Friday, May 18, 2012

An Inventory of Post-retirement Risks

9:39 AM

Looking for a good list

The Society of Actuaries has done a lot of work in recent years exploring post-retirement risks. Among their many excellent publications is “Managing Post-Retirement Risks – A Guide to Retirement Planning”. In there you will find a shopping list of risks providing for each some background information, an assessment of predictability and risk management approaches.

You will find this and many other interesting publciations on the Society of Actuaries Website:

Post-Retirement Needs and Risks

Our list has many in common with the SOA list, plus a few others that I feel are important and need their own consideration. For completeness, I didn’t drop any from the SOA list, although some may not be relevant for most.

Having a list is a good starting point for our risk management methodology. We can then prioritize each risk, quantify its likelihood and evaluate the consequences as they apply to our own situation.

Risks defined

So let’s go through our inventory of risks.

Longevity risk

"Longevity: The Underlying Driver of Retirement Risk" – Society of Actuaries

This is the risk you want to incur!

Longevity risk is the risk that retirement assets eventually become insufficient to provide the income we need to pay expenses for as long as we live.

All other risks exist because of the longevity risk. Stock market, sequence of returns and interest rate risks don’t matter if longevity wasn’t the goal. We need better returns to have enough money for the long haul and in the process become exposed to uncertain and volatile equity returns or fixed investments returns that fall below expectations.

Interest rate risk

The risk of low earnings or reduced market value of a portfolio due to low future interest rates.

Sequence of returns risk

The risk that just before or after retirement a market downturn will reduce the capital base, not leaving enough time to recover losses when income is being drawn. This means the portfolio runs out of money much sooner than if there had been no market downturn.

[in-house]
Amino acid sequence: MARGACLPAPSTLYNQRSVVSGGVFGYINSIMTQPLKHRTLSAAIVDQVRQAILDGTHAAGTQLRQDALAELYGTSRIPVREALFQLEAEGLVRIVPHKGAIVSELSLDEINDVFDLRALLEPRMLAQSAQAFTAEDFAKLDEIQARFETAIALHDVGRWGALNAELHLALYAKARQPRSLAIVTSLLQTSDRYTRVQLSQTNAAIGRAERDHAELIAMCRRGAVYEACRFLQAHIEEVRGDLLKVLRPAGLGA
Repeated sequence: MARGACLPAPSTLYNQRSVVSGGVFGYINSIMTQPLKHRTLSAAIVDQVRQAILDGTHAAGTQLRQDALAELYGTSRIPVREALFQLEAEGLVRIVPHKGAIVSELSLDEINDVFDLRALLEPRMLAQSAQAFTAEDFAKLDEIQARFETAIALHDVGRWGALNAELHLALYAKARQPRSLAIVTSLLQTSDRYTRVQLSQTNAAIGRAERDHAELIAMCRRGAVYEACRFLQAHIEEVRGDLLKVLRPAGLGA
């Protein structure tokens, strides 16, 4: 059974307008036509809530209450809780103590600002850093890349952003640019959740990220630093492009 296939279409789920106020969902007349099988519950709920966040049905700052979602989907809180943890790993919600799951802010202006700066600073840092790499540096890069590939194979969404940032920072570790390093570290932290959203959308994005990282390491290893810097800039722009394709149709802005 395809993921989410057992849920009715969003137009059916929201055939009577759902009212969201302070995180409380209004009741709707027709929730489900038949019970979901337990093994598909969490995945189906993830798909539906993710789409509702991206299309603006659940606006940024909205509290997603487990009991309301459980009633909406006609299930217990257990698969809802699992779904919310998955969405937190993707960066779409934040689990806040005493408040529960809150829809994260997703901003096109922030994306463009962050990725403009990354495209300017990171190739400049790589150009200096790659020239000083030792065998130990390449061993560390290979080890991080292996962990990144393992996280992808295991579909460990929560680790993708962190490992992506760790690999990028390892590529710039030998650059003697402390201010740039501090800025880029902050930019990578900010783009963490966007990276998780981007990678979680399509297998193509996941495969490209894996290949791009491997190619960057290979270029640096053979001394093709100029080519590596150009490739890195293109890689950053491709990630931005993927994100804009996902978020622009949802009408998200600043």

This combination of poor or negative returns with account withdrawals at the onset of retirement can rapidly deplete a portfolio, leaving insufficient funds invested to make up losses in future years.

Stock Market risk

The risk of the decrease in the market value of an investment.

Inflation risk

The risk of loss of purchasing power due to the increase in costs over time due to rising prices.

Loss of spouse risk

The risk of adverse financial consequences caused by the death of a spouse.

Declining health risk

The risk of increased need for assisted care because of declining health in old age.

Medical costs risk

The risk of increased medical-related expenses in old age.

Employment risk

The risk of loss of supplemental income by working part-time or full-time while retired.

Unforeseen expenses risk    

The risk of the adverse financial consequences of unforeseen expenses.

Estate preservation risk

The risk of the reduced value of the estate due to depletion or taxation on bequest.

Systemic risk ("Black swan")

The risk of a pronounced secular downturn in the economy and in capital markets.

Liquidity risk

The risk of not having funds available or having illiquid funds for unforeseen expenses.

Business risk

The risk of the cessation of operations of a financial institution and the adverse impact on insurance or investment products owned by the individual.

Risk of bad advice, fraud or theft

The risk of loss resulting from purchasing products or investments that are unsuitable or investing funds in a fraudulent operation.

Public policy risk

The risk of unforeseen increases in personal income tax or reductions in government pensions or health care benefits.

Other risks noted in the Society of Actuaries document

  • Lack of Available Facilities or Caregivers
  • Loss of Ability to Live Independently
  • Change in Housing Needs
  • Other Change in Marital Status
  • Unforeseen Needs of Family Members

What's next

Defining each risk is the first step for formulating a risk management strategy. In future posts, we will expand on these risks with the aim of finding ways to deal with each of them using one or more of the four risk management approaches at our disposal: avoidance, reduction, transfer or retention.


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